Averting Obesity and Type 2 Diabetes in India Through Sugar-Sweetened Beverage Taxation: An Economic-Epidemiologic Modeling Study

Basu, Sanjay , Vellakkal, Sukumar , Agrawal, Sutapa, Stuckler, David, Popkin, Barry M. and Ebrahim, Shah , Averting Obesity and Type 2 Diabetes in India Through Sugar-Sweetened Beverage Taxation: An Economic-Epidemiologic Modeling Study, PLOS Medicine, January 2014

Posted: 6 Mar 2014

See all articles by Sanjay Basu

Sanjay Basu

Stanford University - Center for Primary Care and Outcomes Research and Center for Population Health Sciences; Harvard University - Center for Primary Care

Sukumar Vellakkal

Public Health foundation of India (PHFI)

Sutapa Agrawal

Public Health Foundation of India

David Stuckler

University of Cambridge - Faculty of Human, Social, and Political Science

Barry M. Popkin

University of North Carolina (UNC) at Chapel Hill - Carolina Population Center

Shah Ebrahim

Public Health Foundation of India

Date Written: January 7, 2014

Abstract

Background Taxing sugar-sweetened beverages (SSBs) has been proposed in high-income countries to reduce obesity and type 2 diabetes. We sought to estimate the potential health effects of such a fiscal strategy in the middle-income country of India, where there is heterogeneity in SSB consumption, patterns of substitution between SSBs and other beverages after tax increases, and vast differences in chronic disease risk within the population.

Methods and Findings Using consumption and price variations data from a nationally representative survey of 100,855 Indian households, we first calculated how changes in SSB price alter per capita consumption of SSBs and substitution with other beverages. We then incorporated SSB sales trends, body mass index (BMI), and diabetes incidence data stratified by age, sex, income, and urban/rural residence into a validated microsimulation of caloric consumption, glycemic load, overweight/obesity prevalence, and type 2 diabetes incidence among Indian subpopulations facing a 20% SSB excise tax. The 20% SSB tax was anticipated to reduce overweight and obesity prevalence by 3.0% (95% CI 1.6%–5.9%) and type 2 diabetes incidence by 1.6% (95% CI 1.2%–1.9%) among various Indian subpopulations over the period 2014–2023, if SSB consumption continued to increase linearly in accordance with secular trends. However, acceleration in SSB consumption trends consistent with industry marketing models would be expected to increase the impact efficacy of taxation, averting 4.2% of prevalent overweight/obesity (95% CI 2.5–10.0%) and 2.5% (95% CI 1.0–2.8%) of incident type 2 diabetes from 2014–2023. Given current consumption and BMI distributions, our results suggest the largest relative effect would be expected among young rural men, refuting our a priori hypothesis that urban populations would be isolated beneficiaries of SSB taxation. Key limitations of this estimation approach include the assumption that consumer expenditure behavior from prior years, captured in price elasticities, will reflect future behavior among consumers, and potential underreporting of consumption in dietary recall data used to inform our calculations.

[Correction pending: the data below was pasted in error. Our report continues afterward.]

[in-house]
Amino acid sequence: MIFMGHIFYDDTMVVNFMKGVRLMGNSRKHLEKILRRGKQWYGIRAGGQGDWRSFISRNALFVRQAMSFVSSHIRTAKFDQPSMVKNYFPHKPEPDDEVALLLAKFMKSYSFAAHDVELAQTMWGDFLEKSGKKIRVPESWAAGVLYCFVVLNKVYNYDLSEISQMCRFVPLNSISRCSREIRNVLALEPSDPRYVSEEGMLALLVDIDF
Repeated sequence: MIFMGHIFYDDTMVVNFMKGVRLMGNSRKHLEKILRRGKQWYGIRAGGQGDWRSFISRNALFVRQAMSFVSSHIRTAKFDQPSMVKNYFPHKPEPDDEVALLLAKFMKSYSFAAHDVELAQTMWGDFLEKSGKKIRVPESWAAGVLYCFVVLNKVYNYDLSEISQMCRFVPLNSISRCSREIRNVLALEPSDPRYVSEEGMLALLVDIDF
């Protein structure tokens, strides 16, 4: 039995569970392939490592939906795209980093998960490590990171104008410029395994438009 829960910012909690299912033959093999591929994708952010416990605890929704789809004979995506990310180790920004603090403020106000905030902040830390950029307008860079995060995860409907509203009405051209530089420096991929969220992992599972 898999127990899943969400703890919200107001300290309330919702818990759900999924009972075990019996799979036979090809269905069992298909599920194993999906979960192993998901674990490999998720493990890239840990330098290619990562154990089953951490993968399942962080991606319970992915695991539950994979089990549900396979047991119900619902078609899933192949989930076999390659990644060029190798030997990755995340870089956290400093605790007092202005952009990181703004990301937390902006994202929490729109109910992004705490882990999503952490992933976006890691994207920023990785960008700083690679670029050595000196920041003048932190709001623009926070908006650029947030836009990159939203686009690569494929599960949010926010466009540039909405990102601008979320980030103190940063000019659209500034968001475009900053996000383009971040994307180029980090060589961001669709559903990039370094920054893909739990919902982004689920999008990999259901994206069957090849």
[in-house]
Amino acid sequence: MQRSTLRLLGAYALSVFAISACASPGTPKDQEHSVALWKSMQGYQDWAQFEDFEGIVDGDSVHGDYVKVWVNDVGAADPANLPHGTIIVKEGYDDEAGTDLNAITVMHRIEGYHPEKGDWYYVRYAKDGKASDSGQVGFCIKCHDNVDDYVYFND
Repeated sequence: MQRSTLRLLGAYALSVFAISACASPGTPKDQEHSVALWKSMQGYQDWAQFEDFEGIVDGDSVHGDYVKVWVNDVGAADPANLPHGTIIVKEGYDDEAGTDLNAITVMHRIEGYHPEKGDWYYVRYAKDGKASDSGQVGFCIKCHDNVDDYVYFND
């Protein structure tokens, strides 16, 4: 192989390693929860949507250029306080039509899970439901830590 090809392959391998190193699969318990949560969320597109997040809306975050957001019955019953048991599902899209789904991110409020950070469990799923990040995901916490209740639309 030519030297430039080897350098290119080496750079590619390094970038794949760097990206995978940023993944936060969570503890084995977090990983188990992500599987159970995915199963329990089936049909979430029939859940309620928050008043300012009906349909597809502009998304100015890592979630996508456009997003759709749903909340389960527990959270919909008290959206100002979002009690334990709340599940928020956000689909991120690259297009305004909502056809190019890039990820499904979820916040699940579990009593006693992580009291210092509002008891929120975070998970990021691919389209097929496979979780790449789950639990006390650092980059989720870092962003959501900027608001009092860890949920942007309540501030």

Conclusion Sustained SSB taxation at a high tax rate could mitigate rising obesity and type 2 diabetes in India among both urban and rural subpopulations.

Keywords: tax, sugar-sweetened beverages, obesity, diabetes, economic-epidemiologic modeling, India

JEL Classification: l12, l18

Suggested Citation

Basu, Sanjay and Vellakkal, Sukumar and Agrawal, Sutapa and Stuckler, David and Popkin, Barry M. and Ebrahim, Shah, Averting Obesity and Type 2 Diabetes in India Through Sugar-Sweetened Beverage Taxation: An Economic-Epidemiologic Modeling Study (January 7, 2014). Basu, Sanjay , Vellakkal, Sukumar , Agrawal, Sutapa, Stuckler, David, Popkin, Barry M. and Ebrahim, Shah , Averting Obesity and Type 2 Diabetes in India Through Sugar-Sweetened Beverage Taxation: An Economic-Epidemiologic Modeling Study, PLOS Medicine, January 2014. Available at SSRN: https://ssrn.com/abstract=2404891

Sanjay Basu (Contact Author)

Stanford University - Center for Primary Care and Outcomes Research and Center for Population Health Sciences ( email )

1070 Arastradero Road Office 282
Palo Alto, CA 94304
United States

Harvard University - Center for Primary Care ( email )

Cambridge, MA
United States

Sukumar Vellakkal

Public Health foundation of India (PHFI) ( email )

4 Institutional Area
Vasant Kunj
New Delhi, Delhi 110070
India

HOME PAGE: http://www.phfi.org

Sutapa Agrawal

Public Health Foundation of India ( email )

4 Institutional Area
Vasant Kunj
New Delhi, Delhi 110070
India

David Stuckler

University of Cambridge - Faculty of Human, Social, and Political Science ( email )

Cambridge, CB3 9DD
United Kingdom

Barry M. Popkin

University of North Carolina (UNC) at Chapel Hill - Carolina Population Center ( email )

CB# 8120, University Square
123 West Franklin St.
Chapel Hill, 27599-2524
United States

Shah Ebrahim

Public Health Foundation of India ( email )

4 Institutional Area
Vasant Kunj
New Delhi, Delhi 110070
India

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